Deconstructing the International Business Cycle: Why Does a U.S. Sneeze Give the Rest of the World a Cold?

29 Pages Posted: 1 Feb 2011

See all articles by Tamim Bayoumi

Tamim Bayoumi

International Monetary Fund (IMF); Centre for Economic Policy Research (CEPR)

Trung Thanh Bui

Wells Fargo Bank

Date Written: October 2010

Abstract

The 2008 crisis underscored the interconnectedness of the international business cycle, with U.S. shocks leading to the largest global slowdown since the 1930s. We estimate spillover effects across major advanced country regions in a structural VAR (SVAR) using pre-crisis data. Our new method freely estimates the contemporaneous correlation matrix for underlying shocks in the VAR and (uniquely, to our knowledge) the associated uncertainty. Our results suggest that the international business cycle is largely driven by U.S. financial shocks with a significant impact from global shocks, mainly reflecting commodity prices. Other advanced economic regions play a much smaller and regional role in growth spillovers. Our findings are consistent with the emerging evidence on the current crisis.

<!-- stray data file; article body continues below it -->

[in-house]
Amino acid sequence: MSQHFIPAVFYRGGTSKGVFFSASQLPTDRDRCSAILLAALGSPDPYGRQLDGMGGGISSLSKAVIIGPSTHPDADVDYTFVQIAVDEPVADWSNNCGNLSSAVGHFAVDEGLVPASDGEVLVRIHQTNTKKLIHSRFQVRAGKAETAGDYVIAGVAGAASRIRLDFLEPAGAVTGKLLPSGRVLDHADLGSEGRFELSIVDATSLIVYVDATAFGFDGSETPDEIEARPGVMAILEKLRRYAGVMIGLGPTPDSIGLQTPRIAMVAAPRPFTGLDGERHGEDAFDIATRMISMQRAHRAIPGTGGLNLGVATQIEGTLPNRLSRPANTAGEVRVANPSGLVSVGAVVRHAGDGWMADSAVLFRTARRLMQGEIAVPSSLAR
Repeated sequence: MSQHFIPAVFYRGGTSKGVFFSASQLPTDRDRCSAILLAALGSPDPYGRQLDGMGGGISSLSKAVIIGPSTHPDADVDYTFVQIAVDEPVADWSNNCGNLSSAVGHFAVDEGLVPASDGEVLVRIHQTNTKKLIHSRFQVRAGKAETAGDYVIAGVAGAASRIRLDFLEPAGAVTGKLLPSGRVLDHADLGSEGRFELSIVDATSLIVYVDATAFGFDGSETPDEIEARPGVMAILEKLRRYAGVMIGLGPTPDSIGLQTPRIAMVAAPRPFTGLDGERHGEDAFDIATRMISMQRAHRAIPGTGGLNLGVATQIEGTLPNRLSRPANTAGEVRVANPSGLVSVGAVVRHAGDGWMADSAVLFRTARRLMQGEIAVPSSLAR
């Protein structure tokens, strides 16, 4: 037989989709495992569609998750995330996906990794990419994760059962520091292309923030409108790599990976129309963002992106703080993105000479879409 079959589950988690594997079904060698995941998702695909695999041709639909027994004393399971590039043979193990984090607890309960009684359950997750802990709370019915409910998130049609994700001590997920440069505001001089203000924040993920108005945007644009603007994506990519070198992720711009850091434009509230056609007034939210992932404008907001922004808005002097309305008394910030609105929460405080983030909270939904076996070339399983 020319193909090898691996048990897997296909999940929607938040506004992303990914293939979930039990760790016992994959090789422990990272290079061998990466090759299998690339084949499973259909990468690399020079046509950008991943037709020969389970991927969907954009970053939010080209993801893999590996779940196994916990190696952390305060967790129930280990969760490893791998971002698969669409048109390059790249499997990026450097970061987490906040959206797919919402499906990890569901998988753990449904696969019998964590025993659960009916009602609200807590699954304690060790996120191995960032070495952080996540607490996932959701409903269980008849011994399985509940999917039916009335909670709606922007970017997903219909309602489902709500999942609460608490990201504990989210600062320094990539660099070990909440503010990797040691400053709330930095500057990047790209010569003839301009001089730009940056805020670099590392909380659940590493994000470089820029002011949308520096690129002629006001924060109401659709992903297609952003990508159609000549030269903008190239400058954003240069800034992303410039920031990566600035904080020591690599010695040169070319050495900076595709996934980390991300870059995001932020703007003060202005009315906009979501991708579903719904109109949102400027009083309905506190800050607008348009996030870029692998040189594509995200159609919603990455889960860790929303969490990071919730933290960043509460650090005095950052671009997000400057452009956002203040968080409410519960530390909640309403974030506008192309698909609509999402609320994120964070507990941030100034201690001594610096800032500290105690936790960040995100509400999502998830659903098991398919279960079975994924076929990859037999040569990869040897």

Keywords: Business cycles, Developed countries, Economic growth, Economic models, International financial system, Spillovers, United States

Suggested Citation

Bayoumi, Tamim and Bui, Trung Thanh, Deconstructing the International Business Cycle: Why Does a U.S. Sneeze Give the Rest of the World a Cold? (October 2010). IMF Working Papers, Vol. , pp. 1-28, 2010. Available at SSRN: https://ssrn.com/abstract=1750728

Tamim Bayoumi

International Monetary Fund (IMF) ( email )

700 19th Street NW
Washington, DC 20431
United States
202-623-6333 (Phone)
202-623-4795 (Fax)

Centre for Economic Policy Research (CEPR)

London
United Kingdom

Trung Thanh Bui

Wells Fargo Bank ( email )

1750 H St NW
6th Fl
Washington, DC 20006
United States

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